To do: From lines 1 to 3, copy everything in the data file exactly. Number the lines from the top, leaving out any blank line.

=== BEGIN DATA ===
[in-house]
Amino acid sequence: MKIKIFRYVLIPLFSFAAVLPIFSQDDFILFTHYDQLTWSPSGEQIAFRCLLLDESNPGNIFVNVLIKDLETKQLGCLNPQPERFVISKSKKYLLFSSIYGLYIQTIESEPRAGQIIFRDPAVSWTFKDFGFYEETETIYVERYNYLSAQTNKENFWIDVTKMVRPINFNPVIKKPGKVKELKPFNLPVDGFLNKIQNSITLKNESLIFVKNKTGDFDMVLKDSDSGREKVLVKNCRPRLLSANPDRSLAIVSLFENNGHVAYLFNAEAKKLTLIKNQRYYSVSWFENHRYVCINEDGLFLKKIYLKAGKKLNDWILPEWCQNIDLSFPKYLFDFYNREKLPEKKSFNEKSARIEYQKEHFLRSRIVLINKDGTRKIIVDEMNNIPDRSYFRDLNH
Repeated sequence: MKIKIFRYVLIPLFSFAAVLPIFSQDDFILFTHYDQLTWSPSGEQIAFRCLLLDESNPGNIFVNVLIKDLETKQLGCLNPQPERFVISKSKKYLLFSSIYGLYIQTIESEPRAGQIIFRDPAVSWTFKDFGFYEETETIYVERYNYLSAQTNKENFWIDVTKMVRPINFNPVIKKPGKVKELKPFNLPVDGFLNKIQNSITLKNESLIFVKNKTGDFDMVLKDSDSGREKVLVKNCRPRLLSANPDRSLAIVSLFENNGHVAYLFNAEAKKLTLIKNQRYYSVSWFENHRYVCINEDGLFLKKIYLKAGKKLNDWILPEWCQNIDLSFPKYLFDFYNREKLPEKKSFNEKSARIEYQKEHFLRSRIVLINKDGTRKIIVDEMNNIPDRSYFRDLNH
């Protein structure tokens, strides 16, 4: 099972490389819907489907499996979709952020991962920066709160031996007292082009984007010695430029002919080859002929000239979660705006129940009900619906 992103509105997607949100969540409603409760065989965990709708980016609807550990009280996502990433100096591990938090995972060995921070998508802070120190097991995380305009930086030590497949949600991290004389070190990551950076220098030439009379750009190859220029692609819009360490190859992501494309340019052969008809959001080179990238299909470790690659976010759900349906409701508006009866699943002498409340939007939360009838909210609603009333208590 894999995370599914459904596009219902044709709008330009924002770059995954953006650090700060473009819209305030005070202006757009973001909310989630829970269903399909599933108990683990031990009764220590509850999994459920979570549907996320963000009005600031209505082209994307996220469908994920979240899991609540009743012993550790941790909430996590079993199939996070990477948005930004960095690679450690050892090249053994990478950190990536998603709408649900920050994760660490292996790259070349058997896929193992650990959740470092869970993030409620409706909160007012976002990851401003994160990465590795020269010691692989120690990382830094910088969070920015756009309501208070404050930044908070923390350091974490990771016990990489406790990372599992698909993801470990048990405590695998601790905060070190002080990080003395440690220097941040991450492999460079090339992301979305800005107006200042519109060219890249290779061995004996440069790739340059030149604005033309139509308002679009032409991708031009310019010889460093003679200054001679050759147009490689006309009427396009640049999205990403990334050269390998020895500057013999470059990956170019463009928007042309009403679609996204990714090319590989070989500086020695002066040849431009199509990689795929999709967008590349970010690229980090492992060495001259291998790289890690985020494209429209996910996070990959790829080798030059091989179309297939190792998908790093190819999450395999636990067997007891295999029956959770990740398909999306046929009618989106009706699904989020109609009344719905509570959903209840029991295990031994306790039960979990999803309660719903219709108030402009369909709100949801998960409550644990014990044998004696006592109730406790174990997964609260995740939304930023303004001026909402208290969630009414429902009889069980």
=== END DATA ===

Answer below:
[in-house]
Amino acid sequence: MKIKIFRYVLIPLFSFAAVLPIFSQDDFILFTHYDQLTWSPSGEQIAFRCLLLDESNPGNIFVNVLIKDLETKQLGCLNPQPERFVISKSKKYLLFSSIYGLYIQTIESEPRAGQIIFRDPAVSWTFKDFGFYEETETIYVERYNYLSAQTNKENFWIDVTKMVRPINFNPVIKKPGKVKELKPFNLPVDGFLNKIQNSITLKNESLIFVKNKTGDFDMVLKDSDSGREKVLVKNCRPRLLSANPDRSLAIVSLFENNGHVAYLFNAEAKKLTLIKNQRYYSVSWFENHRYVCINEDGLFLKKIYLKAGKKLNDWILPEWCQNIDLSFPKYLFDFYNREKLPEKKSFNEKSARIEYQKEHFLRSRIVLINKDGTRKIIVDEMNNIPDRSYFRDLNH
Repeated sequence: MKIKIFRYVLIPLFSFAAVLPIFSQDDFILFTHYDQLTWSPSGEQIAFRCLLLDESNPGNIFVNVLIKDLETKQLGCLNPQPERFVISKSKKYLLFSSIYGLYIQTIESEPRAGQIIFRDPAVSWTFKDFGFYEETETIYVERYNYLSAQTNKENFWIDVTKMVRPINFNPVIKKPGKVKELKPFNLPVDGFLNKIQNSITLKNESLIFVKNKTGDFDMVLKDSDSGREKVLVKNCRPRLLSANPDRSLAIVSLFENNGHVAYLFNAEAKKLTLIKNQRYYSVSWFENHRYVCINEDGLFLKKIYLKAGKKLNDWILPEWCQNIDLSFPKYLFDFYNREKLPEKKSFNEKSARIEYQKEHFLRSRIVLINKDGTRKIIVDEMNNIPDRSYFRDLNH